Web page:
Well, I released Arion the other day. It was a long and somewhat agonizing decision. I kept starting to write about it and then could never decide exactly what it was I wanted to say.
He was a great bird to handle, but I never could get him to fly. We think he may have had something going on--may have run into a power line or something prior to me picking him up. Whatever was happening there, there wasn't anything physically wrong with him, but I never could get him to fly past a certain distance. Even off the creance and free-flying, he just wouldn't fly more than about 70 feet.
We ruled out any physical, health issues and my sponsor had given me an enthusiastic pair of thumbs-up about his training, which she'd said had gone perfectly. It's just par for the course that not all birds are going to be suited for a working partnership with a human being.
It could be he had a hidden health issue, could have been neurological damage from hitting a power line or being hit by a car prior to me picking him up, could have just been an ultra laid-back bird that didn't have much motivation to fly when he was getting fed routinely anyway. Who knows?
In any case, it was a tremendously valuable experience. We fed him heavily up for several days, then set him out on a fence row in the middle of miles of wide-open grass pastures less than a quarter-mile from where he was trapped. No predators for miles. A small copse of trees nearby for cover. A little stream for water. No haggard birds nesting in the area to chase him away. We left him with at least a day or two worth of food and a full crop. He was so comfy that he stayed put on the fence post, even after we removed his furniture and walked away. We sat watching him for a while just to see if he'd go up in the trees or fly away, but he just sat there on his rat with a full crop digging the sunshine.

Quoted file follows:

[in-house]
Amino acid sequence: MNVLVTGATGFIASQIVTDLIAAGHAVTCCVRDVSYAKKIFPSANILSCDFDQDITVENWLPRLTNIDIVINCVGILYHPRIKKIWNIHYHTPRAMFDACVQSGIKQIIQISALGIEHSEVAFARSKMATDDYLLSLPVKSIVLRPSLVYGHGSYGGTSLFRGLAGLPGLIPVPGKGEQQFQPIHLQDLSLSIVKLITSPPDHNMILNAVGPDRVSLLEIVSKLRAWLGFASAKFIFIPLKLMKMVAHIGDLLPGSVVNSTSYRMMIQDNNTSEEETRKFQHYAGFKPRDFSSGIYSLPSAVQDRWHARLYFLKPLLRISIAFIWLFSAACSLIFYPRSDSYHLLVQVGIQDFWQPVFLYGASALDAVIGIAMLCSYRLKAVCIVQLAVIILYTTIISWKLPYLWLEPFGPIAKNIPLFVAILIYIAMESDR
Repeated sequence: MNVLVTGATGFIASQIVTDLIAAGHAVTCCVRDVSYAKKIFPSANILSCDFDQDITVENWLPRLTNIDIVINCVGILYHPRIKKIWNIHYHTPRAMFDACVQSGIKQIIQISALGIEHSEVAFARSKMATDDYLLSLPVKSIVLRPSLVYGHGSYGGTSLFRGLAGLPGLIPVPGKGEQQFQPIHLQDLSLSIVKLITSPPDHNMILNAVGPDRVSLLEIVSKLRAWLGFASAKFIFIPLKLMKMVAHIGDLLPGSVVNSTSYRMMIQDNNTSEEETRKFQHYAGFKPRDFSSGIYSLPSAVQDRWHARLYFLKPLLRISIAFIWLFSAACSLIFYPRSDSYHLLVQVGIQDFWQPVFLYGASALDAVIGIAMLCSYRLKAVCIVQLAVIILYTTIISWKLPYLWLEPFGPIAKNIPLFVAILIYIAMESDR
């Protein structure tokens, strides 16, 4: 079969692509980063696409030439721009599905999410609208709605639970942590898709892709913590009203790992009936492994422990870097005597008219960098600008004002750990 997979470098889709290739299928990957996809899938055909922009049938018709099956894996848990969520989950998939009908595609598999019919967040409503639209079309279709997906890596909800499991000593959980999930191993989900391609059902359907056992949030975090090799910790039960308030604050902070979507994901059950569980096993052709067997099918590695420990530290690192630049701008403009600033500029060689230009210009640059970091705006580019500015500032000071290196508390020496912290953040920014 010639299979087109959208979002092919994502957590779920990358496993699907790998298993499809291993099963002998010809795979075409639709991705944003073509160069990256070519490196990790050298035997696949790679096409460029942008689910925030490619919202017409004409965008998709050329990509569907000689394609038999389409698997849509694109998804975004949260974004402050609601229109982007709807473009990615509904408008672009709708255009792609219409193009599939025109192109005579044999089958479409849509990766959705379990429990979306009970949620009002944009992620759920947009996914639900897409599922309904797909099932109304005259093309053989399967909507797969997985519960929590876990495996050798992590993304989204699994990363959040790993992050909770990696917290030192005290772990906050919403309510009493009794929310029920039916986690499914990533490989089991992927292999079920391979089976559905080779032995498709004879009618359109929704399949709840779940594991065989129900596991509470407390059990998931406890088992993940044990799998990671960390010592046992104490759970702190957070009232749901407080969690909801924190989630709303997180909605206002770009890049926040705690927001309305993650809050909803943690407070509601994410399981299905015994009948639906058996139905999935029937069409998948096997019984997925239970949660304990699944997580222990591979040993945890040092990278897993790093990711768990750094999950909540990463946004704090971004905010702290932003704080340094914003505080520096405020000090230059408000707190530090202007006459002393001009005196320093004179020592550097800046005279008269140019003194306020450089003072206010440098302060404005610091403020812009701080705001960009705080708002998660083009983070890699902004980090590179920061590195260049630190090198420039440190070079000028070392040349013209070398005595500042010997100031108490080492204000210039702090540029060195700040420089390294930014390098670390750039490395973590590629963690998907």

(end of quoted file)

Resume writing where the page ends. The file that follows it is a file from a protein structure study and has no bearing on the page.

A friend asked me if I was worried about him, and my response was something along this line... he was doing just fine before I interrupted his life, and will do just fine without me. He might make it or might not, but their mortality rate in the wild is around 80% even under the best circumstances, and I kept him fed and flying through the rocky first year--so if nothing else, he's back in the breeding population with a season's worth of good food under his belt.
Good luck, big guy!